June 24, 2024
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Linking Northern and Central NJ, Bronx, Manhattan, Westchester and CT

#Myorthodoxlife Is About Respect

#Myorthodoxlife is … Orthodox. At least, it’s what I strive for it to be.

Many posts I see are about women glorifying our accomplishments in the world, to show everyone that just because we are Orthodox, we can still do everything anyone else can, with the fringe benefit of being religious.

This is good. Great, even. Because truth be told, we certainly do rock, and our accomplishments are endless.

Those who feel the need to crush it are just a typical case in Psychology 101 of feeling inadequate and defensive.

But, here is a fact: Like you, dear #unorthodoxlife, I am actually just an ordinary human. My greatest accomplishment in life is actually being a mother and daughter. You don’t know me, per se, as I am so busy going about my life—I don’t have time to post it on national TV, though sometimes my life is funny enough to be a world-famous sitcom.

You may say, “But Vicky, you have accomplished so much in your career, with your hobbies and idealism. You are a dreamer; accomplish great things; and you effect change.” All true. But at the end of the day, what matters most is sitting around the table with my family and enjoying #myorthodoxlife.

I have my awesomely productive days. I have my days where I probably should have stayed in bed with the covers over my head.

Sometimes I am skinny, sometimes I am not. (Darn you, chocolate and wine.) Sometimes I check off all my to-dos. Sometimes I wonder why I bother making them.

Sometimes my ideas are out of this world. And sometimes they really belong in another universe.

My life is mostly like “yours”—rerouting life decisions at every turn of events we are faced with.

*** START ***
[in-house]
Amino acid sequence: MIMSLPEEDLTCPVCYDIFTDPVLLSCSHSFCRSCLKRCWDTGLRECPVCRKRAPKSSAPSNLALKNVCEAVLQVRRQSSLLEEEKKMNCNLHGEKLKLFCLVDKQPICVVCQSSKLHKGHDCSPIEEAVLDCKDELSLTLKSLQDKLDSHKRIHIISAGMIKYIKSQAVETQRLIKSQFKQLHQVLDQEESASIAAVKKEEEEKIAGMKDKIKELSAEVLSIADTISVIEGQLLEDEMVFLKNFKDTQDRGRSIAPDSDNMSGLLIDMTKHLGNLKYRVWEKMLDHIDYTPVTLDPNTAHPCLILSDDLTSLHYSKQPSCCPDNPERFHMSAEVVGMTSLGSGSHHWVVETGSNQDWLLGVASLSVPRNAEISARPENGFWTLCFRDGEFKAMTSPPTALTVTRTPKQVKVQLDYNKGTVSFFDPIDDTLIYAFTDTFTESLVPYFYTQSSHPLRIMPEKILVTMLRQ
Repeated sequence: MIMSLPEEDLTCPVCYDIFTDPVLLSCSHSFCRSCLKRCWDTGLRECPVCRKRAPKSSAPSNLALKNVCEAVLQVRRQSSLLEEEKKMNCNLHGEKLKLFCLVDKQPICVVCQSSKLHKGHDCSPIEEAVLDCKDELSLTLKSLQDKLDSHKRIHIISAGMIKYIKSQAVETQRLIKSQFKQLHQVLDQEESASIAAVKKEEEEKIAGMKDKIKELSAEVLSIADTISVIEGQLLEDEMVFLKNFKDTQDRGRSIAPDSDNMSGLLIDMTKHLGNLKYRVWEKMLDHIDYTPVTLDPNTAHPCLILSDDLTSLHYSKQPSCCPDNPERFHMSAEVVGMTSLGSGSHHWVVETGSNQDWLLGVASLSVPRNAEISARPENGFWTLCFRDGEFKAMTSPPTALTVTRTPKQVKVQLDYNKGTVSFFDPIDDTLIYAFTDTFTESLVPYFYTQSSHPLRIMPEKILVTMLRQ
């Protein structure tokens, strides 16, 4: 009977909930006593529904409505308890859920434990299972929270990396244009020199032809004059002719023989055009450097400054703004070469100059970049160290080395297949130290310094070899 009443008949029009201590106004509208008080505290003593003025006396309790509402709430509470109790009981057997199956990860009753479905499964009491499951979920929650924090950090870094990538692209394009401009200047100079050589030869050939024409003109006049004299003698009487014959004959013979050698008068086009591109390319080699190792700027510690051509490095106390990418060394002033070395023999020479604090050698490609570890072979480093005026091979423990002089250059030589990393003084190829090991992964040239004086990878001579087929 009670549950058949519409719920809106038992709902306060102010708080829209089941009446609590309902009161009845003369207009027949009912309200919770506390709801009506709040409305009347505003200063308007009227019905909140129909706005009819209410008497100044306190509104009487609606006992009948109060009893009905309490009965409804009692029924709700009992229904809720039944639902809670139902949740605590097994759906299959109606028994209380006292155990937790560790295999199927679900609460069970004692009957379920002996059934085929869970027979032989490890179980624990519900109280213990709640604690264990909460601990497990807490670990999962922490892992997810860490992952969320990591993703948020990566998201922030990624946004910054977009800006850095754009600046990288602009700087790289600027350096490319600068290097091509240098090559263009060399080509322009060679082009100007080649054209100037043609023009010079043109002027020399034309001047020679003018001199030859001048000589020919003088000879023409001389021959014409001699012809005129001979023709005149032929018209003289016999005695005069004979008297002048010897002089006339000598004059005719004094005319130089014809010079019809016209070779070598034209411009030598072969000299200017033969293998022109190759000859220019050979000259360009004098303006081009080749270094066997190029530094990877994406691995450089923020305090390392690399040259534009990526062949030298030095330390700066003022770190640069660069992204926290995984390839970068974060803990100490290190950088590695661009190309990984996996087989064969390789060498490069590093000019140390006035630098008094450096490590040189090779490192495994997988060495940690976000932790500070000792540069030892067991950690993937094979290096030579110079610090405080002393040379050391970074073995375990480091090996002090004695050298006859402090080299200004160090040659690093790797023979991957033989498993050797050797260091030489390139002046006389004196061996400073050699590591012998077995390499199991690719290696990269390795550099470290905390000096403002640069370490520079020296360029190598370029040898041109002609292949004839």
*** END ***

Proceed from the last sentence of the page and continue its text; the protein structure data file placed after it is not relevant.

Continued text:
Irrespective of circumstance and outcome, my main goal is to be the best person I can possibly be to humanity.

That best includes tending to my family’s physical, emotional and even transactional needs. It includes work and giving it my all—and then some—so I know I do my best every day. It includes trying to be a role model by being sincere and remaining consistent but not complacent in my approach to the religion I love.

What shapes these goals, behaviors and aspirations? #Myorthodoxlife shapes them.

The blueprint I received some-odd years ago, called the Bible, outlining a bunch of stuff, including that, yes, as a woman, my first and foremost responsibility is my family, my community and my observance of that blueprint.

You may call it oppressive; I call it a privilege. You may call it narrow; I call it mind-thrilling and all-inclusive.

You may also spend a day with me and see how awesome it is to be me. But not better than it is to be you. Because we each choose what is best for us at any given point in this journey of life we are on.

My life is “mostly like yours.” You have a choice to have a family; so do I. You have a choice to have a career; so do I. You have a choice to be part of a community; so do I. You have a choice in what you wear; so do I. You have a choice to believe in God; so do I. We all have choices, and our choices affect every single aspect of our life. Why? Because, at the end of the day, most things in life have a domino effect.

My work supports my family. My family supports and appreciates my work.

My community supports me, whether it is picking my kids up from school; bringing them a forgotten lunch; or making me meals when I have a baby. People are there for me if I’m going through a rough time; by the same token, they celebrate with me when I have a joyous occasion. I support my community and try to reciprocate.

I support my family by loving them with all my might, and that includes going to work. I support my work by giving them all I can give.

I support my belief in God, by all of the above.

Through it all I try to respect my job, my family, my neighbors—even when we disagree and have different outlooks on ideas and other matters.

My life is “mostly like yours”—I guarantee that we are both doing our best to get through each day with a smile, a laugh and a sense of accomplishment when we finally get into bed at night.

So don’t mind me going about my daily grind; and when we meet, as I hope we will, I will give you the respect you deserve for being you and look forward to the reciprocal respect for being me.

#Myorthodoxlife demands that I don’t rip you apart for choices you have made that may be different from the ones I’ve made. That’s what #myorthodoxlife taught me. #Myorthodoxlife looks like me accepting you for who you are and expecting the same in return.


Vicky lives in Edison, works for Apex Global Solutions in Montebello, New York, and is the mother of three!

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